I was pleased that they wanted me to talk about civil society and rural taverns in Russia. Some are surprised that I would talk about Russian peasants and civil society in the same breath.

I mention the Berlin seminar in order to accent a particular meaning for me of our event tonight. In a matter of three months, I will have pulled the sparse realities of Russian peasant culture in the village together with the gorgeous and lush realities of the Russian aristocratic elite culture in the palaces of the Imperial capital.

I pull these actualities together under the umbrella of civil society. In Russia, people at all levels of power and wealth have been known to gather in various sorts of assembly, creating by their actions a Russian form of public sociability, social independence, self-actualization, and even assertion against the forces that have always threatened fledgling civil society. And they have regularly been crushed by state power and economic exploitation.

Society, living its life between the power of the state and the quotidian economic realities of production and consumption, has experienced unprecedented success in North America. Our North American ideas about this question are for that reason too relaxed. Civil society fails here and there, and it succeeds here and there, but it is always fragile and threatened.

When people ask me if Russians are ready for democracy, I always answer no, and I explain that my answer is no because no one is simply ready for democracy. It is a product of human action. Readiness for democracy and the achievement of democracy are really one package of human action, and that action has always tended to come out of what might be called civil society.

The Stroganovs gathered an astonishing art collection, and they fitted out some rooms in their personal palaces as museums of unprecedented splendor. And we can marvel at selection of that here tonight. But I would, with all respect, caution against confusing this with “building Russian culture” or contributing to the positive evolution of the whole nation.

This exhibit has yet another special personal meaning for me. In 1992, during the first post-Soviet summer, I was attached to the Hermitage Museum, the Russian Historical Museum and the Taurida Palace in St.Petersburg in a research/teaching program funded by the National Endowment for the Humanities. The Russian Historical Archives have always been the most important point of original research for me during several sojourns in Russia since 1965.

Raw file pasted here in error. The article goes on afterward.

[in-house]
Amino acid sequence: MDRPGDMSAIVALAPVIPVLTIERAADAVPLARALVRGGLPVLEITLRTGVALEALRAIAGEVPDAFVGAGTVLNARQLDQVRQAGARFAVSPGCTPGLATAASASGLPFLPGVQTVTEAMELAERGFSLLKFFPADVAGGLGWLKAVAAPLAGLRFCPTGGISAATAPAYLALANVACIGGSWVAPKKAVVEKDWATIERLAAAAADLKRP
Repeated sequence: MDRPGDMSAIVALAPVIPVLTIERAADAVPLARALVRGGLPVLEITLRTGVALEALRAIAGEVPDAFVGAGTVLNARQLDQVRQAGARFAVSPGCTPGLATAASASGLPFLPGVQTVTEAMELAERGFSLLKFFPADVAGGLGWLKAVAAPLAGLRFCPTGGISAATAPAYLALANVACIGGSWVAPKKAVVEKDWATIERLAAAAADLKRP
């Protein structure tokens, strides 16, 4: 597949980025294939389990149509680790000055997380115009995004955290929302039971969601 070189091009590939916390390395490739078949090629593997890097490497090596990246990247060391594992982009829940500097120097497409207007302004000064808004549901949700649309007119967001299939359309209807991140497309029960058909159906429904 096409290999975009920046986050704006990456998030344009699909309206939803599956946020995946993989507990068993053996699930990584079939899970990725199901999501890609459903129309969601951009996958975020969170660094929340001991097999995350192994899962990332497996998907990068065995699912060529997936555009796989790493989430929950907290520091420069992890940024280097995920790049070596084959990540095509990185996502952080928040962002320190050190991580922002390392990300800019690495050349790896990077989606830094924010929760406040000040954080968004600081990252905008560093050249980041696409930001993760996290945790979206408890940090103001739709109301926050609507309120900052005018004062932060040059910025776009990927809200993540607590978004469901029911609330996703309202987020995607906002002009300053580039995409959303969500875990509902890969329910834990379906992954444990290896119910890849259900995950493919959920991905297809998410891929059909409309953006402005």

During one of those early visits, in 1977, I was walking back from the center of the city with a visiting American Fulbright lecturer. We had just met at an American Consular function. We were already planning how we just might help one another in the weeks ahead. He had no Russian, yet he had endless opportunities through the local Russian specialists on America to go here and there. Without Russian he had to rely on translators supplied. I had Russian, but was fairly well confined to the archives, libraries and universities. Furthermore, my visa had just expired, and I did not intend to leave the Soviet Union until my work was done. I needed places to be where my Soviet hosts could not easily track me down.

I was in a good mood as we trudged through the fresh snow and crossed the Police Bridge. Looking ahead, I said jokingly to the Fulbright lecturer, “Look, there’s the great Stroganov Palace.” The lecturer was then and still is famous for his book on the various symbolic meanings of the Brooklyn Bridge in the evolution of American democratic culture. He was deeply interested in the stunning architecture of Leningrad (as St.Petersburg was called through most of the Soviet period), but he had no familiarity with the city around us.

In those days the cites of the Soviet Union grew dark at night, except for the mercury vapor street lights. One might have walked past the building without noticing it. “Stick with me”, I said, “I can get you into places like this”. As a theatrical exclamation point, I pushed on the main front doors. Lo and behold, they swung open. Someone had failed to lock them. This was my first visit to this haunted and fabled structure. There will never be another visit quite like it.

Last summer (1999) I was again in SPB. Walking on a warm night in the other direction, I passed the same doors, now wide open and offering entrance into the courtyard with its central fountain. All around the fountain were small tables with lanterns in the center. A buffet to one side served up tasty hors d’oeuvre with a selection of wines, beers, champagne, and other drinks. Young couples filled nearly every table. I heard laughter. Life is grim in Russia these past years, but not uniformly so. On January, 1991, just days after Gorbachev's official announcement that the USSR no longer existed, a headline in the Wichita Eagle stated, "Capitalism Already Making a Few Rich". I took this to be a premature assertion that capitalism had already reached full maturity in Russia. And here I was again at the Stroganov Palace. This sort of everyday and ordinary public sociability was impossible in Soviet times, just as it was in the Stroganov epochs. Sure, some of the young men were attired in that mafia style black shirt and white tie, but others were not of this sort. This was a public gathering. I was invited to sit down and have a drink. I cannot believe that would have happened if those ghostly Stroganovs still lived there. Nothing quite like that ever happened in my experience in the USSR. This building is now appropriately a national museum. It has become public, and it now truly can be said to help “build Russian culture”.